Thus songs began to come together that smashed the Django mould. Perhaps most vivid is the first single, “Complete Me” with Rebecca Lucy Taylor aka Self Esteem (who’d been a long associate of the band, releasing her first EP on Dave’s Kick & Clap label, appearing on Marble Skies and supporting the Djangos on tour). Its explosion of 90s dance-pop energy – packed with organs, pianos, synth strings and ultra-familiar breakbeats – make Rebecca’s hooks completely irresistible, feeling like it’s echoing from some familiar memory. But likewise bringing in rapper Yuuko (Dave’s googling struck gold on first result!) allowed the genesis of “Don’t Touch That Dial”, a relentless percussion-driven club track that resembles nothing so much as a genial, Japanese Azealia Banks. Jack Peñate was brought in to “add some classic blue-eyed soul vibes”; the band shake their heads in envious disbelief as they recall him mailing back the almost complete vocal for “No Time” within 20 minutes of receiving the instrumental sketch, and the resulting disco groove is gorgeous and radio-friendly as hell.

Yuuko wasn’t the only rapper either – there’s the Zulu lyrics of “Afro-rave” pioneer Toya Delazy on the acid house surge of “Galaxy Mood” and the North London tones of Refound, who performed around Tottenham where the Djangos’ studio is situated. Then there’s Stealing Sheep, Isabelle Woodhouse, Bernardo and Patience too… it feels like a festival, and it really could have ended up a chaotic mix. But then the band came together and so did the album. From some 50 initial sketches on Dave’s original beats, the shape of the four “planets” began to become clear, and so did the songs, and during a week playing and recording together in the Scottish countryside at Dave’s family home in Polbain in the far northwest, it all became “Djangofied”.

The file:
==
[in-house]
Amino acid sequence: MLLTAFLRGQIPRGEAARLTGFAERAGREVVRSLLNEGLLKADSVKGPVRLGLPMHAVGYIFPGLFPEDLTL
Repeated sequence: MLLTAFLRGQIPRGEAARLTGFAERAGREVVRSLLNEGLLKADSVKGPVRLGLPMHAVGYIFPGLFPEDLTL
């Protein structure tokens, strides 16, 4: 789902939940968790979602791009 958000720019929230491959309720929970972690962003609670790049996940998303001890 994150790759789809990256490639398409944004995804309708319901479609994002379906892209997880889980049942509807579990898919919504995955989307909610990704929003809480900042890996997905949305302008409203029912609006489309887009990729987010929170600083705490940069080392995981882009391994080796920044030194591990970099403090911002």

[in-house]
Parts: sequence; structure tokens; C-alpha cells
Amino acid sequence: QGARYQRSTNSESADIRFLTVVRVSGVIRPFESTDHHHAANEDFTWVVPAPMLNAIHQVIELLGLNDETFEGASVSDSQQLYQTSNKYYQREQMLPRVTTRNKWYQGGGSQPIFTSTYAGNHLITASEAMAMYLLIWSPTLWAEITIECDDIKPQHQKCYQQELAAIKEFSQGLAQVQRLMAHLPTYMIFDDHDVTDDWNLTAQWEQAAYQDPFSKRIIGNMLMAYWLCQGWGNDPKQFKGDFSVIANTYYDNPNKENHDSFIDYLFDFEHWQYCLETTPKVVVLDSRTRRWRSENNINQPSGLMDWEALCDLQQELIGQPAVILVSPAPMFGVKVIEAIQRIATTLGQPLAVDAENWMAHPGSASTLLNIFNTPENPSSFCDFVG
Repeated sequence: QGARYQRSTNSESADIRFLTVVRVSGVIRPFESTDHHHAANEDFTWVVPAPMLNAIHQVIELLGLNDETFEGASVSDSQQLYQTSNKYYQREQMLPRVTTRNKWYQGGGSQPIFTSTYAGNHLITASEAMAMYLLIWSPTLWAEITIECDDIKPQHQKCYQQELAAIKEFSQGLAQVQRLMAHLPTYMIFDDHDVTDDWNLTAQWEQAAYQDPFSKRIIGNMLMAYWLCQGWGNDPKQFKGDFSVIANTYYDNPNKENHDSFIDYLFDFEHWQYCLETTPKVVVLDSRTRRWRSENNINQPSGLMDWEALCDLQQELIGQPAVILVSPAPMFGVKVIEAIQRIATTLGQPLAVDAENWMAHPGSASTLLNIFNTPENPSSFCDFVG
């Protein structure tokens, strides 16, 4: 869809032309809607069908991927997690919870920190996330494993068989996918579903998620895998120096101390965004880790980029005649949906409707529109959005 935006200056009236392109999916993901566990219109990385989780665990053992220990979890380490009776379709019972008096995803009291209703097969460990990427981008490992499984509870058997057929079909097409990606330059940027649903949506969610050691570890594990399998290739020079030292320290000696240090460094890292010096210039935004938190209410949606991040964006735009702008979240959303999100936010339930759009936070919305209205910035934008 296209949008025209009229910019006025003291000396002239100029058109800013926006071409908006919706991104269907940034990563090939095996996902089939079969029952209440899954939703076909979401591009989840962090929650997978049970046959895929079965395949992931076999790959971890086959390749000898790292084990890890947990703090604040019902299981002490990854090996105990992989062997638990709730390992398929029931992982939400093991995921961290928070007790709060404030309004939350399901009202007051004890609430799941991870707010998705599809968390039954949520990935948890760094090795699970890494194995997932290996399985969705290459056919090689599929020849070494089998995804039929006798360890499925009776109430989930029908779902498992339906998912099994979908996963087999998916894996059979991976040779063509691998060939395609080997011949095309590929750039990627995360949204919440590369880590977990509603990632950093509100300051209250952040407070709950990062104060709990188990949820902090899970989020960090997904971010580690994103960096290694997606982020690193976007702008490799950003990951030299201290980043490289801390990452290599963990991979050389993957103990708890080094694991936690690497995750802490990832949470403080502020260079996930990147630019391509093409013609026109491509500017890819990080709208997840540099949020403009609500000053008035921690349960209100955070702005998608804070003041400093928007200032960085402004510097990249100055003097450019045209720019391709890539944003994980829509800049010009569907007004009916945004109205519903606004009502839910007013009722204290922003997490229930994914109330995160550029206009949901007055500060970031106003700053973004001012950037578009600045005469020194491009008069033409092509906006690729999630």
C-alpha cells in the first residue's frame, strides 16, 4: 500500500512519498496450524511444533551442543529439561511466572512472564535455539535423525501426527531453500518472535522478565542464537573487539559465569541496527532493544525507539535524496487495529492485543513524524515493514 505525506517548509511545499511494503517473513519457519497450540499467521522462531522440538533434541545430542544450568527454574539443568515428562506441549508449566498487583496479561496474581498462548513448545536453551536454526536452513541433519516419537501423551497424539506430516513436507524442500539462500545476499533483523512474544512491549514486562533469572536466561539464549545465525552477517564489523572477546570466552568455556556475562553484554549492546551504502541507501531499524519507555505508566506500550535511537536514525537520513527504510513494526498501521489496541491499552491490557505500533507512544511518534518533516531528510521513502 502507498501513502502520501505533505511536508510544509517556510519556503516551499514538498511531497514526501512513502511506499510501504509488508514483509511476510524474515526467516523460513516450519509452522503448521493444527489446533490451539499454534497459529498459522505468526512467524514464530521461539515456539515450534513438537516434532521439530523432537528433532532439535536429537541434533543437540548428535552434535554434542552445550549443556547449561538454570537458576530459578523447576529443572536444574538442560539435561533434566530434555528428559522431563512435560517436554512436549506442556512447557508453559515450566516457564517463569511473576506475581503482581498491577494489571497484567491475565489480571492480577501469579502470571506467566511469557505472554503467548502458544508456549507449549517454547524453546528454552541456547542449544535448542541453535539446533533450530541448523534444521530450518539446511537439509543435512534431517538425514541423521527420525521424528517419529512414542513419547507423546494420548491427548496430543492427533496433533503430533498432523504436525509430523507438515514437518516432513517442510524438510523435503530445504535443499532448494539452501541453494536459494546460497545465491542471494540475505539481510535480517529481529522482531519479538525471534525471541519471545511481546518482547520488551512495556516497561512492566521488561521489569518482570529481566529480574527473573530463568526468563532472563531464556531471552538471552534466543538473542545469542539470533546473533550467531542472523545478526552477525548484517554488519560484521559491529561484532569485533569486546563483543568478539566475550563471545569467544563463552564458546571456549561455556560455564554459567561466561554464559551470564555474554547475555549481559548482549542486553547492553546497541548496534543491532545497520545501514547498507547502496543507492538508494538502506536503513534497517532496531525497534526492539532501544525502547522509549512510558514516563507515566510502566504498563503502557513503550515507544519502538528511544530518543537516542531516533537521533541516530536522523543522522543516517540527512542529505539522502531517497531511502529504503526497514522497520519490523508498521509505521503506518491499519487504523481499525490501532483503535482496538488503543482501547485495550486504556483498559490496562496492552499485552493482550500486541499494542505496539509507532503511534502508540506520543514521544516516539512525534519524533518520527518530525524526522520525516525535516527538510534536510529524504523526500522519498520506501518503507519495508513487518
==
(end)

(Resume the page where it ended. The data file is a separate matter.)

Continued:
Sometimes it was just about the vocal harmonies like those which turn the breathlessly trancey techno of “Slipstream” into a proper Django Django anthem, or those that flow around Refound’s verses on “Hands High”. But just as much it was the synth licks, the collective sense of groove to the playing, giving even something as pop-oriented as “Complete Me” an innate Django quirkiness and edge. Just as the Django sound had evolved in the first instance from Dave’s immersion in club culture and Vinny’s songwriting, to become fully formed as they became a band, so the process was repeated on this album, albeit with grander ambition and a whole lot more participants.

Flowing through all of this, too, is the emergent sense of cosmic wonder: as Dave puts it, “just about everything we love, whether that’s old psychedelia or Detroit techno, has that futuristic or outer space feel, and I think we can’t help putting that into what we do.” The term Off Planet comes from Dave’s obsession with ufology: it’s a term for hyper-advanced technologies kept secret from the populace. And perhaps that natural sense of the scale and potential of music and art as a technology itself is what has allowed them to very naturally align all their planets, to make sense and coherence from the ludicrous palette of colours they presented themselves with. Whatever it was, it worked, and whether you take Off Planet one part at a time or all at once, you’re immediately taken into the Djangos’ universe. All that remains now is for them to work out how to transform it to the live stage, but if the album demonstrates one thing, it’s that they can rise to just about any challenge they set themselves...